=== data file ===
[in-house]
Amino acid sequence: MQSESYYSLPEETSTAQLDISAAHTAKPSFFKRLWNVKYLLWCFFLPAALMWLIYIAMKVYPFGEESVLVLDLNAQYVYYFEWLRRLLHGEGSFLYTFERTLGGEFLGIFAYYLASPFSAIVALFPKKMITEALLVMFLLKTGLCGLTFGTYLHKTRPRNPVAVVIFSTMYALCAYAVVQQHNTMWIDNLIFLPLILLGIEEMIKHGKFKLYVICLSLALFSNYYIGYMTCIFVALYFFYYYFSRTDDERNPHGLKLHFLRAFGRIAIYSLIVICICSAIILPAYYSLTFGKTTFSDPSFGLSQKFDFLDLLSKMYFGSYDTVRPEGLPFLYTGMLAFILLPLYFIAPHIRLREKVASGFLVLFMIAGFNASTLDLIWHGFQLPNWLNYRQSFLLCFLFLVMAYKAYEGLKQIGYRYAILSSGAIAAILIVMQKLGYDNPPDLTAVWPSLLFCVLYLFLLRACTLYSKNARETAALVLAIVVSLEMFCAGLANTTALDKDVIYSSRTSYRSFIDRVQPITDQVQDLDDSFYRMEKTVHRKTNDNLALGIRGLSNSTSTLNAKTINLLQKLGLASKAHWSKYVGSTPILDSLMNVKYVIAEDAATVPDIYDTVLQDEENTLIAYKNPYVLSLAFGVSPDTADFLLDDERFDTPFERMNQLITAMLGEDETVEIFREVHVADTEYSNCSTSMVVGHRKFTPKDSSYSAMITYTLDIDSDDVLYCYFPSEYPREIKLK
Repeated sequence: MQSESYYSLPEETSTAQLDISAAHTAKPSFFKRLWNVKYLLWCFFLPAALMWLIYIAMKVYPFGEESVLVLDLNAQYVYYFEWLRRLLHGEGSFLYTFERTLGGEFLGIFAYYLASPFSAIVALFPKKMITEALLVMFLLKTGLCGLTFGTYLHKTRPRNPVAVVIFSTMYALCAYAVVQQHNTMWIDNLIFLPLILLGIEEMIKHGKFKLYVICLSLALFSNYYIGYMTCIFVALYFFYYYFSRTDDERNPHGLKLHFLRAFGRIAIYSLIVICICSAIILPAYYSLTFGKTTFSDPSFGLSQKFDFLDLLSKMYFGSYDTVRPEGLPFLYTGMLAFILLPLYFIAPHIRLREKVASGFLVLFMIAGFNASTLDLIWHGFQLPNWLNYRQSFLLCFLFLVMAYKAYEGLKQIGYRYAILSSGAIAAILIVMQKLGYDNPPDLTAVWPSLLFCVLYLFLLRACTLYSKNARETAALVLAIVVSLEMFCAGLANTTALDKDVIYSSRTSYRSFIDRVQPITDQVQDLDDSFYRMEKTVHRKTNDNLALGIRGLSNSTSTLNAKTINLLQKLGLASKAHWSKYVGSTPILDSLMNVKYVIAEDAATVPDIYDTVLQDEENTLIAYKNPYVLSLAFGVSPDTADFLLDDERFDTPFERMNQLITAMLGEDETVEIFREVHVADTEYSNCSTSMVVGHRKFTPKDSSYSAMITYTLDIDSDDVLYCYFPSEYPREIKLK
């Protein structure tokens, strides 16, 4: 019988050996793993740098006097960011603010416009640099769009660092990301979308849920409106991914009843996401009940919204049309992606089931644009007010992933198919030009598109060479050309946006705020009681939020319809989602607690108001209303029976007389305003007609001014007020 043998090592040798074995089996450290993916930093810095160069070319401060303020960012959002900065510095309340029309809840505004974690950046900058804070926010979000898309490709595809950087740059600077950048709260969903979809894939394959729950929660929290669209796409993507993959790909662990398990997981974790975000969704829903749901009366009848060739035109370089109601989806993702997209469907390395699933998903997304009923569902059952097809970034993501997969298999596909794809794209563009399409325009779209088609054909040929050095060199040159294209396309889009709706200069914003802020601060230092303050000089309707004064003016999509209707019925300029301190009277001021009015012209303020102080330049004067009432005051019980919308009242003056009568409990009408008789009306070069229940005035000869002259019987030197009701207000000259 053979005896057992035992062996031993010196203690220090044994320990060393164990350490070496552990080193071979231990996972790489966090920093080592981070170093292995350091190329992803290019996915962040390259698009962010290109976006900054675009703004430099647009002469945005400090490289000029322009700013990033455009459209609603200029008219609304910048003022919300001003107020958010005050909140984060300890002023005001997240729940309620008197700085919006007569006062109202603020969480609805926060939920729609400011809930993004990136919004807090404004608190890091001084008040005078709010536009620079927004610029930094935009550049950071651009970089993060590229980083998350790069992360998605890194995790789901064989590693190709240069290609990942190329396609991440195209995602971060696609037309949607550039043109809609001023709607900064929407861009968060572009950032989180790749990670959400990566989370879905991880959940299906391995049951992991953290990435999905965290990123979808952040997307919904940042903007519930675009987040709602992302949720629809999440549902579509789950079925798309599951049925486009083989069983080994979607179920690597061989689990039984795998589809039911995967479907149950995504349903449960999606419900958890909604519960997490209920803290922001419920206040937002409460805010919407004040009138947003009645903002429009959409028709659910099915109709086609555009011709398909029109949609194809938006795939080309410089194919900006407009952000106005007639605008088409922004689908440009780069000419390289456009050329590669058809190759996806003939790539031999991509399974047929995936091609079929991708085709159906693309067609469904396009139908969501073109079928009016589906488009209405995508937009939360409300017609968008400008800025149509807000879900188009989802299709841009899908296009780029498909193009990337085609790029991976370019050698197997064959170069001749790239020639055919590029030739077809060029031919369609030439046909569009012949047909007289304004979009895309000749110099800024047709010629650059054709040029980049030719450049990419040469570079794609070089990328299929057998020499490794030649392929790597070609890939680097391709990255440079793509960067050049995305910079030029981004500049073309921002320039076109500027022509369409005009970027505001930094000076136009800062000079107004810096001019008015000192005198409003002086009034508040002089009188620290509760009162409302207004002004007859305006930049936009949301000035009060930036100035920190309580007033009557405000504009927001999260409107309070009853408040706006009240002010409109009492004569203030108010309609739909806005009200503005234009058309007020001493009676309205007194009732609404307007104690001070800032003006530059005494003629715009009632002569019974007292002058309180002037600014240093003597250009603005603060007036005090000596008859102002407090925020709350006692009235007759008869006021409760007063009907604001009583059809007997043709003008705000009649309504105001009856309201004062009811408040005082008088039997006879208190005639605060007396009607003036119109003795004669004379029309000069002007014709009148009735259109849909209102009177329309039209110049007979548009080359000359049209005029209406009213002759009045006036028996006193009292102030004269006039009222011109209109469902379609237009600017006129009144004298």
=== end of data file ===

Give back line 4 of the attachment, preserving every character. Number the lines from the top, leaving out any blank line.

């Protein structure tokens, strides 16, 4: 019988050996793993740098006097960011603010416009640099769009660092990301979308849920409106991914009843996401009940919204049309992606089931644009007010992933198919030009598109060479050309946006705020009681939020319809989602607690108001209303029976007389305003007609001014007020 043998090592040798074995089996450290993916930093810095160069070319401060303020960012959002900065510095309340029309809840505004974690950046900058804070926010979000898309490709595809950087740059600077950048709260969903979809894939394959729950929660929290669209796409993507993959790909662990398990997981974790975000969704829903749901009366009848060739035109370089109601989806993702997209469907390395699933998903997304009923569902059952097809970034993501997969298999596909794809794209563009399409325009779209088609054909040929050095060199040159294209396309889009709706200069914003802020601060230092303050000089309707004064003016999509209707019925300029301190009277001021009015012209303020102080330049004067009432005051019980919308009242003056009568409990009408008789009306070069229940005035000869002259019987030197009701207000000259 053979005896057992035992062996031993010196203690220090044994320990060393164990350490070496552990080193071979231990996972790489966090920093080592981070170093292995350091190329992803290019996915962040390259698009962010290109976006900054675009703004430099647009002469945005400090490289000029322009700013990033455009459209609603200029008219609304910048003022919300001003107020958010005050909140984060300890002023005001997240729940309620008197700085919006007569006062109202603020969480609805926060939920729609400011809930993004990136919004807090404004608190890091001084008040005078709010536009620079927004610029930094935009550049950071651009970089993060590229980083998350790069992360998605890194995790789901064989590693190709240069290609990942190329396609991440195209995602971060696609037309949607550039043109809609001023709607900064929407861009968060572009950032989180790749990670959400990566989370879905991880959940299906391995049951992991953290990435999905965290990123979808952040997307919904940042903007519930675009987040709602992302949720629809999440549902579509789950079925798309599951049925486009083989069983080994979607179920690597061989689990039984795998589809039911995967479907149950995504349903449960999606419900958890909604519960997490209920803290922001419920206040937002409460805010919407004040009138947003009645903002429009959409028709659910099915109709086609555009011709398909029109949609194809938006795939080309410089194919900006407009952000106005007639605008088409922004689908440009780069000419390289456009050329590669058809190759996806003939790539031999991509399974047929995936091609079929991708085709159906693309067609469904396009139908969501073109079928009016589906488009209405995508937009939360409300017609968008400008800025149509807000879900188009989802299709841009899908296009780029498909193009990337085609790029991976370019050698197997064959170069001749790239020639055919590029030739077809060029031919369609030439046909569009012949047909007289304004979009895309000749110099800024047709010629650059054709040029980049030719450049990419040469570079794609070089990328299929057998020499490794030649392929790597070609890939680097391709990255440079793509960067050049995305910079030029981004500049073309921002320039076109500027022509369409005009970027505001930094000076136009800062000079107004810096001019008015000192005198409003002086009034508040002089009188620290509760009162409302207004002004007859305006930049936009949301000035009060930036100035920190309580007033009557405000504009927001999260409107309070009853408040706006009240002010409109009492004569203030108010309609739909806005009200503005234009058309007020001493009676309205007194009732609404307007104690001070800032003006530059005494003629715009009632002569019974007292002058309180002037600014240093003597250009603005603060007036005090000596008859102002407090925020709350006692009235007759008869006021409760007063009907604001009583059809007997043709003008705000009649309504105001009856309201004062009811408040005082008088039997006879208190005639605060007396009607003036119109003795004669004379029309000069002007014709009148009735259109849909209102009177329309039209110049007979548009080359000359049209005029209406009213002759009045006036028996006193009292102030004269006039009222011109209109469902379609237009600017006129009144004298």